How to stop people stealing your business idea

How to stop people stealing your business idea

Great businesses start with great ideas. But how do you stop other people stealing your ideas? We ask the experts how to use intellectual property law.

There isn’t much that Jenni Rutter and Ashley Johnson of Kensington Swan haven’t seen in the world of business wars.

From a simple ‘buzz-off’ letter from a rival, to a million-dollar international court battle, they’ve seen Kiwis make blunders by borrowing others’ ideas, and also becoming the victims of overseas fraudsters.

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They stole your secrets

They say the smartest businesses protect their ideas and brands from day one.

“One of the first and most useful documents any entrepreneur should have is a non-disclosure agreement.”

An NDA is a contract you ask people to sign that legally prevents them telling your business secrets.

Friends to enemies?

She says early collaborations between friends can quickly turn sour.

“Collaboration is a beautiful thing, and it’s rare for a new business to get off the ground with only one creative genius behind it. 

“But look out for having too many cooks in the kitchen, especially if you’re collaborating on copyright works like source code, artistic works, and written works with people who aren’t your employees.”

She says it’s safest to get a signed agreement saying who owns the work before the project kicks off, or those people might claim to be part-owners.

Don’t share too early

Timing is a big deal in the early days when you’re looking to patent your bright idea.

Inventions qualify for patent protection only if they’re ‘novel’, so don’t go public too soon with your idea for a new invention. Public disclosure kills novelty. 

That includes putting a video on YouTube or photos of your invention up on your website.

Avoid messing up early

“We spend a lot of time helping clients deal with IP disputes,” says Johnson. “Sometimes people intentionally copy the work of others – but sometimes things just look or sound similar by coincidence.  Either scenario can be an expensive problem.”

First check your new product name isn’t someone else’s registered trademark.

A thorough search should show you if you’re about to tread on another company’s toes.

“The free Onecheck website is a good place to start to get a very basic idea of whether a brand name is available,” says Johnson. Or get an IP expert to do a full search for you.

Don’t steal from the internet

Many people still think they can borrow a photo, design or text from a website, thinking it’s ‘in the public domain’. It’s not.

“Such a huge amount of copying from the internet goes on without being stopped that people often assume it’s simply a free-for-all,” she says.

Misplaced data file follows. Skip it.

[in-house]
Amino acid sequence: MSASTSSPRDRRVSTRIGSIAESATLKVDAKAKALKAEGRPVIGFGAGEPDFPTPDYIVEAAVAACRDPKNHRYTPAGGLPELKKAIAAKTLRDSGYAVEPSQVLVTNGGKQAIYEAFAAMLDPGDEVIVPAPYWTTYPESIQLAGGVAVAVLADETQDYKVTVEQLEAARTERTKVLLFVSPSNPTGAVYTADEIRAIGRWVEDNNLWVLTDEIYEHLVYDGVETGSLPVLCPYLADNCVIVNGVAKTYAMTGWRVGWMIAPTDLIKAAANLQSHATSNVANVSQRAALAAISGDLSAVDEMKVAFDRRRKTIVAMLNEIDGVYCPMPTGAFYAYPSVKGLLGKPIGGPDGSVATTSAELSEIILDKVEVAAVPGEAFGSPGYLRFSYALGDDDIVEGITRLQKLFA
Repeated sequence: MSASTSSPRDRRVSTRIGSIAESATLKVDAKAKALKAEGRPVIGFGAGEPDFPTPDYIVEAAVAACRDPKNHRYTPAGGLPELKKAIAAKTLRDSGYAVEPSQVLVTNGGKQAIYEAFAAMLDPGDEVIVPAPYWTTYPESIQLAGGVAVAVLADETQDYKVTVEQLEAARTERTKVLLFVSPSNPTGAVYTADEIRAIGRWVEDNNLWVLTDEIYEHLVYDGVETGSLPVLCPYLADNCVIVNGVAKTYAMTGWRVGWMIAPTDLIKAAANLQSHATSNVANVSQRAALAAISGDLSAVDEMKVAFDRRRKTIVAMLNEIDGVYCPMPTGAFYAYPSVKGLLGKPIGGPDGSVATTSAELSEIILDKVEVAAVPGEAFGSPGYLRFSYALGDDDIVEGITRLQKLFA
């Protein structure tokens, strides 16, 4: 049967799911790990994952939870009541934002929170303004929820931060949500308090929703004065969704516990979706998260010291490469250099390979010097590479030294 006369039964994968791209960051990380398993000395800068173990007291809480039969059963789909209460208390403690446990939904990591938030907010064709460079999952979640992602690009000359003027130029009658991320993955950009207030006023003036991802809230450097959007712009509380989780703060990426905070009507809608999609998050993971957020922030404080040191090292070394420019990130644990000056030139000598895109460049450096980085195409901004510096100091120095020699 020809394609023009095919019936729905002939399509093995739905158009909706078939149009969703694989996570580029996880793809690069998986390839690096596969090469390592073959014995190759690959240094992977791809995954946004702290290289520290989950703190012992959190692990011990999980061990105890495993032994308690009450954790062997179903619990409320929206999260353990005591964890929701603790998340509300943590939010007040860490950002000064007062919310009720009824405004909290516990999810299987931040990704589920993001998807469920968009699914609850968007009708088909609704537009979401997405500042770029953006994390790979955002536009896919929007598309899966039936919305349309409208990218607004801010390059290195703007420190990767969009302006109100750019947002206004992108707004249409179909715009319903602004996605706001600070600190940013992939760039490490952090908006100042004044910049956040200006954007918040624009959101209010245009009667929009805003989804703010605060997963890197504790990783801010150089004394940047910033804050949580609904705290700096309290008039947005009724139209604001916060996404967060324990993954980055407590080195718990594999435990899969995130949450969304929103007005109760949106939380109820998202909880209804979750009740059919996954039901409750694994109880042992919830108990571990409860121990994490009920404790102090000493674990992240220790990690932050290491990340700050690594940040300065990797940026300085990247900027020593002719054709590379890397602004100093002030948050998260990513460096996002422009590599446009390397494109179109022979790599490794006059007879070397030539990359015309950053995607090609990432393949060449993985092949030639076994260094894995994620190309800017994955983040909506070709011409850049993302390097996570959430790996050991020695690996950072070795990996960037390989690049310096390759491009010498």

There are businesses set up just to catch you out. They track plagiarism on the Internet and extract fees from people who have copied without permission.

They’re using my idea!

If you see another business sailing too close to your brand or invention, act quickly, says Johnson.

“The longer you leave an issue, the more chance the other person will establish stronger rights and be more difficult to shut down.”

It will help your case if there’s confusion in the market. Keep a record of any misdirected emails, Facebook mentions, phone calls, and even letters, she says. Give them to your IP lawyer.

Fair trading

Any claims you make in marketing need to be accurate and you must be able to prove they were true when you made them. 

Be especially careful if you’re comparing your product with a competitor’s. That’s a really high-risk area, says Johnson, because your competitor might change the feature that’s compared.

Got a warning letter? You may be tempted to take a do-it-yourself approach, but the pair say it’s wise to involve an expert early. It can save you money and time in the long run.

Going global

If you’re hoping to sell your product overseas, think about your future markets early on.

“Unfortunately, intellectual property registered in New Zealand will not protect you overseas, as there’s no such thing as worldwide IP protection,” says Rutter.

“Ideally, pay for freedom-to-operate searches. It’s crucial to know what your competitors are doing, whether anyone’s doing the same or a similar thing to you, before you enter.”

First published 10 December 2018

Story by Brenda Ward

This article does not contain any financial advice and has not taken into account any particular person’s circumstances. Before relying on it, we recommend you speak with a financial adviser.  This story reflects the views of the contributor only. Content comes from sources that we consider are accurate, but we do not guarantee that the content is accurate.


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